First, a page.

I once attended a meeting of professionals in my field where we were asked to introduce ourselves by giving our name and a brief description of our job. One member of the group gave his name and then described his work saying: “In the morning I beat my head against the wall. In the afternoon I rub my head.”
The group chuckled, as you might expect. But if you’ve ever had a job like that, you know it isn’t funny.
Some Nazi prison guards made their captives spend all day digging a hole, and the next day filling it in. In other cases, prisoners were forced to build a wall, only to be instructed the following day to knock it down. Mindless work can be a form of torture.
The Monetary Value of Meaningful Work
A 2017 survey by BetterUP Labs found more than 9 out of 10 employees are willing to trade a percentage of their lifetime earnings for meaning at work. It turns out workers are willing to pay for meaning at work, and employers save money by providing it.
Here’s a few of the high-level findings of this research, along with some of my observations.
On average, employees say their work is about half as meaningful as it could be.
Work becomes meaningful when members of your team can connect the dots between everything they do and the big picture mission of the organization. This is even more true when the mission explicitly contributes to the common good by adding value to others.
If you have direct reports, it is your responsibility to regularly connect the dots for your team, explaining how even their most mundane tasks become a link in the value-chain that makes the mission possible.
Employees whose work feels meaningful work longer weeks and are absent less.
According to the BetterUp report, meaningful work motivates employees to work an hour extra per week, and to take two fewer days of paid leave per year.
In the inevitable cycles where you need your team to step up, stay late and give extra effort to meet a deadline, meaningful work beats a motivational speech every time.
Employees are willing to trade money for meaning at work.
In the survey BetterUp asked over 2,000 American professionals this question:
If you could find a job that offered you consistent meaning, how much of your current salary would you be willing to forego to do it?
The answer? On average, the respondents said, “they’d be willing to forego 23% of their entire future lifetime earnings in order to have a job that was always meaningful.” To put this in perspective, it is an amount slightly above the average of what we spend on housing (21%).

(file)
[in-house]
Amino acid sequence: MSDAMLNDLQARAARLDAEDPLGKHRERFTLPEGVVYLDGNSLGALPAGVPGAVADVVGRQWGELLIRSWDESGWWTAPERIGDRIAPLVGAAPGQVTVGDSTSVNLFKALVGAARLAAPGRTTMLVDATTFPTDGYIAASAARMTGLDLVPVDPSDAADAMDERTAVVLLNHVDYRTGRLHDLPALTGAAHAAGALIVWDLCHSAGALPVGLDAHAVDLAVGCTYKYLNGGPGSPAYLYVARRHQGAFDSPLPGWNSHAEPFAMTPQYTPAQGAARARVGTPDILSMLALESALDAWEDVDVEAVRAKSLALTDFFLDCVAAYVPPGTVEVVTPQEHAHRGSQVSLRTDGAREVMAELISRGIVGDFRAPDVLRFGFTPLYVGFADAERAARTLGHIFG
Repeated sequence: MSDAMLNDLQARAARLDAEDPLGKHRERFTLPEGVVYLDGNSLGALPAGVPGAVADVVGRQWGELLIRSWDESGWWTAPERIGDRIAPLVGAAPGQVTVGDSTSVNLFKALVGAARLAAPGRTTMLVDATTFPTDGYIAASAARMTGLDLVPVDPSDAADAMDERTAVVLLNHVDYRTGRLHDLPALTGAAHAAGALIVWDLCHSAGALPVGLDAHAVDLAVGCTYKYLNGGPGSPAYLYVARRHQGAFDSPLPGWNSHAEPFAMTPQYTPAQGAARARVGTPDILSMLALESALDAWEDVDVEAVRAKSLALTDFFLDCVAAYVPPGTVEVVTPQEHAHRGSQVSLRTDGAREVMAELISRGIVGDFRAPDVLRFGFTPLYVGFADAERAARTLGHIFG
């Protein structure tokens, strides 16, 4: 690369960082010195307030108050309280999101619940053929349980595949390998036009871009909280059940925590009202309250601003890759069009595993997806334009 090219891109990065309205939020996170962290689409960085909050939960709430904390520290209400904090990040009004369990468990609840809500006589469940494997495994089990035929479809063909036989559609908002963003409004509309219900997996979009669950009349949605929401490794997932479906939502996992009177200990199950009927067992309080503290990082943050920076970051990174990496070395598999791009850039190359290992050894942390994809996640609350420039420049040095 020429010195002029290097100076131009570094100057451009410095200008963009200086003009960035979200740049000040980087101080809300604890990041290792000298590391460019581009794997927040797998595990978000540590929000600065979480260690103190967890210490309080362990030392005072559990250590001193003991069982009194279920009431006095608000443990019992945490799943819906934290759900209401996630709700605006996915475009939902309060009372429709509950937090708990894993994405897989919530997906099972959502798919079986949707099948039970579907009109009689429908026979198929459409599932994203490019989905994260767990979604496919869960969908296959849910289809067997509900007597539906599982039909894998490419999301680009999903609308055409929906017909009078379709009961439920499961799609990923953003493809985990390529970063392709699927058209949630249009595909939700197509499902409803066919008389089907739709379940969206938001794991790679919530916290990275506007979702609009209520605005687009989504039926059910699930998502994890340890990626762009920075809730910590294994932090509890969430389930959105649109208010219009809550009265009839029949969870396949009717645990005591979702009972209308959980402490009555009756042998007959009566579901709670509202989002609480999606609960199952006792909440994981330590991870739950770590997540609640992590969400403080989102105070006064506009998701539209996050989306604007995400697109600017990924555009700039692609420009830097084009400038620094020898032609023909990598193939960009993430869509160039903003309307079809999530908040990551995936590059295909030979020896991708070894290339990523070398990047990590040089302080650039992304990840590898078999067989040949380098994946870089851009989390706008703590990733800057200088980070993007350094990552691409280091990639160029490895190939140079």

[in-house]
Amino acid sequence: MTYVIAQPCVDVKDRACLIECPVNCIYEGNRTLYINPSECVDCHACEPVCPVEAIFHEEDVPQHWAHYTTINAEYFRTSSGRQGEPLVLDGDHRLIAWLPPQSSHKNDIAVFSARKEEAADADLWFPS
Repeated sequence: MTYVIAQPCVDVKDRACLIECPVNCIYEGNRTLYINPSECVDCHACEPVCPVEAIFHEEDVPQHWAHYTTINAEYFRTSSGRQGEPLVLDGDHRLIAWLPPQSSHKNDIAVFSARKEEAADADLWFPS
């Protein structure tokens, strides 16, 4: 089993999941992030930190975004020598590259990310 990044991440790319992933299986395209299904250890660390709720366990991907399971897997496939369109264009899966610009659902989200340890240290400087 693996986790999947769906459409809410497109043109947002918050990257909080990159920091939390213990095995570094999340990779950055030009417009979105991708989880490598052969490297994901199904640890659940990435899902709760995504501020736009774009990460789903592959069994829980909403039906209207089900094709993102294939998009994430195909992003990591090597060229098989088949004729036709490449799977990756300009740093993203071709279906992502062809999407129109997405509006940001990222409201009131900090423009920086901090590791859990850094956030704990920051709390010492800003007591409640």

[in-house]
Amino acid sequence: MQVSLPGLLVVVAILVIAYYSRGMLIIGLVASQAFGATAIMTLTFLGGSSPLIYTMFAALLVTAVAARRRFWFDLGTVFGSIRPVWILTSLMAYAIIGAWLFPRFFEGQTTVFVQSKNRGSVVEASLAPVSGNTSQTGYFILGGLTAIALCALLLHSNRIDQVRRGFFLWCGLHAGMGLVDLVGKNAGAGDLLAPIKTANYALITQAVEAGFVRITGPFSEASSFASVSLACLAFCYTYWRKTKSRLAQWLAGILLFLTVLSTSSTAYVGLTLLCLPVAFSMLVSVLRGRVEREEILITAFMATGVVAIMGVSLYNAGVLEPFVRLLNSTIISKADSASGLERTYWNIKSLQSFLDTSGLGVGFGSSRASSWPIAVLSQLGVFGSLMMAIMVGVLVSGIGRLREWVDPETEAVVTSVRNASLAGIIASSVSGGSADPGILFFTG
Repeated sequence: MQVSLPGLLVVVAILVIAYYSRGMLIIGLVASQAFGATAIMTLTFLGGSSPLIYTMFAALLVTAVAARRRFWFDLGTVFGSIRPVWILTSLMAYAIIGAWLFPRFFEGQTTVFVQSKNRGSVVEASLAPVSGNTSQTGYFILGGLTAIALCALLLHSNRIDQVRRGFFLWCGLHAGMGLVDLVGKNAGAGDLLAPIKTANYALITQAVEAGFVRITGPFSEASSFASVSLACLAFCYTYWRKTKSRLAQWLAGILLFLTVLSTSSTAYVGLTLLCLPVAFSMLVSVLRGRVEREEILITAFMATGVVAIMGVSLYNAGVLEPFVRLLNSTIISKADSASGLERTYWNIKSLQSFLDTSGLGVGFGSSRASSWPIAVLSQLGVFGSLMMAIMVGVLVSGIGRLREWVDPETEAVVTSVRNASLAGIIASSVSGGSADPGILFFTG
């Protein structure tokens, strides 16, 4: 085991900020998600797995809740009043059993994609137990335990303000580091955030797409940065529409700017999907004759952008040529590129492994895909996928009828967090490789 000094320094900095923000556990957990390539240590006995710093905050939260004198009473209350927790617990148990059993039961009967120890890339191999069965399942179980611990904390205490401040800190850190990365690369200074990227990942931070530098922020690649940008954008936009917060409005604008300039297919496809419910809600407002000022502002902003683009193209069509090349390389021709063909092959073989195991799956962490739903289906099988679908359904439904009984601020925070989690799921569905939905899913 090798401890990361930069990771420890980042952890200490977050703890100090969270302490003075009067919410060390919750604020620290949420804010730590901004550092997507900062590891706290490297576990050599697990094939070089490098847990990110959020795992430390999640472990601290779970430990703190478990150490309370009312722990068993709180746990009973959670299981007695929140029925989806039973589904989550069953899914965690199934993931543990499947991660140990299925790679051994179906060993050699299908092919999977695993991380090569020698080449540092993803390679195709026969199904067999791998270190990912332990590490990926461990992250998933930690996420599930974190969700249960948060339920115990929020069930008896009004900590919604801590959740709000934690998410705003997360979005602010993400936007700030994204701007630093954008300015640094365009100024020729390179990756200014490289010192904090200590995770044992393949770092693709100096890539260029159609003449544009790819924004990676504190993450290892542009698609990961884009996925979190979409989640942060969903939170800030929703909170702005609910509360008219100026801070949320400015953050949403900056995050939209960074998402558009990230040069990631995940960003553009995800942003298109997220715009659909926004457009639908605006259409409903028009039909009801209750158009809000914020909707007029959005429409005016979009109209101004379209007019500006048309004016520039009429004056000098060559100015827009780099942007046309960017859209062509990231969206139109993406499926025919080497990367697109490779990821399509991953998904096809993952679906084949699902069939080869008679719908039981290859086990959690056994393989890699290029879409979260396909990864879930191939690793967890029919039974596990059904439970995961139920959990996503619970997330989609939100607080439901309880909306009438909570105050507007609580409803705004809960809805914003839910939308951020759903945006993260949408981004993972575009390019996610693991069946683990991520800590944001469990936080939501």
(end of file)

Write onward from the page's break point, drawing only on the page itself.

This number was constant across salary groups, age and seniority. Meaningful work might be the most meaningful raise you could give your team members.
Employees who find meaningful work are happier, more productive, and harder working.
Job satisfaction is directly related to worker productivity. The business case for helping your team deepen their engagement through meaningful work is clear. This is more than soft skill training or corporate altruism. Everyone wins when team members spend their afternoons doing something more rewarding than “rubbing their heads.”
Helping Your Team Find Meaning at Work
It is not surprising that the BetterUp study concludes there is no single source of workplace meaning. The top three sources of meaning in their research caught my attention.
Personal Growth — The feeling that work is actively contributing to the development of one’s “inner self.”
Professional Growth — The ability to activate one’s full potential.
Shared Purpose — A collective sense, shared with colleagues and leadership, of working toward a common purpose.
These three sources of workplace meaning are at the heart of developmental leadership.
You become a developmental leader when the people who report to you believe their development as a person is as important to you as their performance for the organization.
Leaders reinforce their developmental bias by actively partnering with team members in the shared purpose of personal and professional growth.
The Identity Profile Self-Awareness Tool (IPSAT) is uniquely designed to set the stage for developmental conversations. By engaging their Identity Profile, team members explore who they are, what they do best, and where they have gaps for the purpose of disclosure that invites feedback.
We call this the mutuality of meaning-making. If you would like to learn more about how the Identity Profile Self-Awareness Tool (IPAT) can help you create a developmental culture and contribute to the goal of meaningful work, visit myIPSAT.com.